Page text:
Cancun, Riviera Maya, Q.R. –Damage from Hurricane Delta was felt mostly in the form of fallen trees, flooding and material as the hurricane entered the region during the early morning hours of Wednesday. When Delta finally arrived, it did so as a Category 2 hurricane and not the with predicted Category 4 force locals had braced for.
State Governor Carlos Joaquin published updates every few hours regarding storm changes as it approached. The region was told to brace for a possible three-day lockdown without open stores, power and limited city water. Thousands began their last minute shopping for house supplies, while others idled in long lines at gas and LP stations. Hardware stores had the longest lines with people rushing to buy boards to cover windows.
The arrival of Delta saw just over 39,000 people evacuated and placed into emergency shelters. The Federal Electricity Commission (CFE) reported fallen trees onto power lines left an estimated 266,000 people without electricity. In many areas, the power went out shortly after Delta arrived. It was restored by 9:00 p.m. Wednesday for a majority of the region. CFE said they had 650 electrical workers deployed along with 113 cranes, 181 vehicles and one helicopter to keep up with Delta’s effects.
Governor Joqauin reported that there were some emergency reports of broken doors and windows for which people were relocated to emergency shelters, however, most reports were of fallen trees and flooded roads.
“The beginning of the counting of damage must now be done. We are going to be moving throughout the different affected municipalities to see the conditions in which we are, how we are and immediately start the cleaning and reconstruction processes,” he said in a Quintanarroense of Social Communication message.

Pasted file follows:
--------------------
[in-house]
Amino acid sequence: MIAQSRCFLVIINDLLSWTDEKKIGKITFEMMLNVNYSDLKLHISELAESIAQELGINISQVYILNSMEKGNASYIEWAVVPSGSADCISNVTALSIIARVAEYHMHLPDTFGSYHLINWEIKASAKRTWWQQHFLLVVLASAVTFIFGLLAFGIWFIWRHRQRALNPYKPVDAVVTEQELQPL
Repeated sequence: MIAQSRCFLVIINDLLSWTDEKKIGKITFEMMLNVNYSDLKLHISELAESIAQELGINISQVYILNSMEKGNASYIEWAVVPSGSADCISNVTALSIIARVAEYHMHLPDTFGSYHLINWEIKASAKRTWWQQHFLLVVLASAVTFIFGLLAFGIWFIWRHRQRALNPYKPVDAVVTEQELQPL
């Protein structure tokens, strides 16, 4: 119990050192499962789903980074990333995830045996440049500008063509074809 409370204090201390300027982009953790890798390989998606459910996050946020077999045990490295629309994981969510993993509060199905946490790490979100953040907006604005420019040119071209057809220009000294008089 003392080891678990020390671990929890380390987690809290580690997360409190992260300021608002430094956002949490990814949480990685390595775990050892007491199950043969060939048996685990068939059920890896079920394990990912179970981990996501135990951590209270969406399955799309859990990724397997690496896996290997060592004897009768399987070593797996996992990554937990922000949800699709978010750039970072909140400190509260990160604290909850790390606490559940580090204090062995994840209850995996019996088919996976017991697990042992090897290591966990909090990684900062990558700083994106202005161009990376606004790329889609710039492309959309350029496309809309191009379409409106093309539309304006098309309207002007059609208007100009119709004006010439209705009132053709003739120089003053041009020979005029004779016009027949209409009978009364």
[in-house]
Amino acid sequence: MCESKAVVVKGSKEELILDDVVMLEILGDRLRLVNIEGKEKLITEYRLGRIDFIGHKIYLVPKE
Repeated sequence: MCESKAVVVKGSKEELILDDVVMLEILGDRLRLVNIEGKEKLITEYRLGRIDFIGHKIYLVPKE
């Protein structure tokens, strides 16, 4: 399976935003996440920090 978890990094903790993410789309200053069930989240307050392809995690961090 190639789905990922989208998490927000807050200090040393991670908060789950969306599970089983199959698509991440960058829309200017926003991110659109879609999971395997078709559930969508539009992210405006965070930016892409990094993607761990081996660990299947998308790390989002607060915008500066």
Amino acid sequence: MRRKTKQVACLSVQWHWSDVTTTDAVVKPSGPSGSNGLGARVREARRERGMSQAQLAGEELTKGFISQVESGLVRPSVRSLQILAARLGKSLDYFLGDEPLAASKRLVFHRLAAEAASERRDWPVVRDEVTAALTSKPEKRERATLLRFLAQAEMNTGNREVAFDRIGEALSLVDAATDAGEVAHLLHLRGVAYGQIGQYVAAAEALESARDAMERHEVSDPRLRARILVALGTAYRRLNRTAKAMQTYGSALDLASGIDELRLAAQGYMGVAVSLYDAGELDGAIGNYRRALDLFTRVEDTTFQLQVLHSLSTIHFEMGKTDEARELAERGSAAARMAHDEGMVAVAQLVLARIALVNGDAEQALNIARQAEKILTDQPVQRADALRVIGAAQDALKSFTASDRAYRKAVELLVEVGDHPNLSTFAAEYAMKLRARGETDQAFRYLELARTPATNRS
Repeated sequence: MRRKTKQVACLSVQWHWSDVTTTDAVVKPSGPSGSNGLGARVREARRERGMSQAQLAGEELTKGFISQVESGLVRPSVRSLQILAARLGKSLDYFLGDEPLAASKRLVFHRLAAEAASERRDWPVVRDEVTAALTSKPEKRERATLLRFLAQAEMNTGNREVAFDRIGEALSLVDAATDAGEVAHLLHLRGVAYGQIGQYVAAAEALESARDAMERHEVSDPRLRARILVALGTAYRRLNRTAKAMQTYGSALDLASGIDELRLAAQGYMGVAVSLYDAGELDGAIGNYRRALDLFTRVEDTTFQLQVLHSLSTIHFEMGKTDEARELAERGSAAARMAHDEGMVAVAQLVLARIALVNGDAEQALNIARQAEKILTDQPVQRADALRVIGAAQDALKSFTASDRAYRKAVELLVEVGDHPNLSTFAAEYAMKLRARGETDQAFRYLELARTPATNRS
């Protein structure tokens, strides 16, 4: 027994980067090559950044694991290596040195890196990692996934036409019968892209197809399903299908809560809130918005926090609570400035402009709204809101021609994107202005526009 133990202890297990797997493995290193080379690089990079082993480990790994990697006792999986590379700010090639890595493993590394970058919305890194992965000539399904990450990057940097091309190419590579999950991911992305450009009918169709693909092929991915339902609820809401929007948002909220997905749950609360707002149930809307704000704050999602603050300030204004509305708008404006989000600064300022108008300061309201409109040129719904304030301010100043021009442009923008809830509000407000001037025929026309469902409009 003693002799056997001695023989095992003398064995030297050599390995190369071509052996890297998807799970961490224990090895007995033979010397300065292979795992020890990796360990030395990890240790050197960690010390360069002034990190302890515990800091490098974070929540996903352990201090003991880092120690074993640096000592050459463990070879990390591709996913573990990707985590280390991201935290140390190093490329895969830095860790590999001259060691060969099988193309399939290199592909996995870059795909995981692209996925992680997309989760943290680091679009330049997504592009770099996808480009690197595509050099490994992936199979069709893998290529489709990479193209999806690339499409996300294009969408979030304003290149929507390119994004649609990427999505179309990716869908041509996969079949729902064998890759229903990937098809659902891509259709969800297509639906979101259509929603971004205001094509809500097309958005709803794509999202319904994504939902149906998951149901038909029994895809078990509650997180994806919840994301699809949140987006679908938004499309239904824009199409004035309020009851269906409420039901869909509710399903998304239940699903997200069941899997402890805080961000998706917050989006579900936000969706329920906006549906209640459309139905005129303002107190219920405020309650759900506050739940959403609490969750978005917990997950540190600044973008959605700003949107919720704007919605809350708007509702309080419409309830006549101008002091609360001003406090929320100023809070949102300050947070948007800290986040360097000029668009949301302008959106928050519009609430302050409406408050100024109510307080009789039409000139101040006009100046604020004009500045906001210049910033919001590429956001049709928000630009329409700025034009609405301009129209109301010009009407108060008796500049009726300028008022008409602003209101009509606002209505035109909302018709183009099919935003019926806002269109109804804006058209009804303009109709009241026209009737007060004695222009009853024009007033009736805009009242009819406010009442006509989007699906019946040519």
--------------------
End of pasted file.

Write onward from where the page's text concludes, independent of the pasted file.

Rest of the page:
After the passing of Hurricane Delta, mayors also toured their municipalities for damage. “Cozumel is back on its feet,” said Cozumel mayor Pedro Joaquín Delbouis after touring neighborhoods, streets and avenues.
“Fortunately, Cozumel suffered minor damages due to the passage of this hurricane, since at the last moment, it changed its trajectory. I am grateful for the invaluable work of the armed forces and municipal agencies for what they have done before, during and after the storm,” he said.
Puerto Morelos mayor Laura Fernández Piña also toured her municipality noting the Category 2 storm did not cause structural damage in Puerto Morelos, only damage to the electrical and road infrastructure along with the felling of around 200 large trees.
“We registered 15 percent of the roads obstructed by the fall of trees and the detachment of branches, so one of the first actions, after the storm began to move away from our territory, was to form work brigades with more than 100 people belonging to the municipal Secretariat of Public Safety and Traffic, Firefighters, Civil Protection and Public Services,” she explained.
The five affected municipalities, Benito Juárez (Cancun), Solidaridad (Playa del Carmen), Puerto Morelos, Isla Mujeres and Cozumel, began clean up early Wednesday since the storm had moved away from the region by mid-day. Tourists were returned to their hotels and government officials out evaluating airport runways and federal highways to ensure a full reopening. All airports have reopened.
According to the Harbor Master’s Office, there were no marine incidents since navigation to all types of vessels was closed. The government has also reported no losses of human life due to the hurricane. A tally of regional damage is not yet known.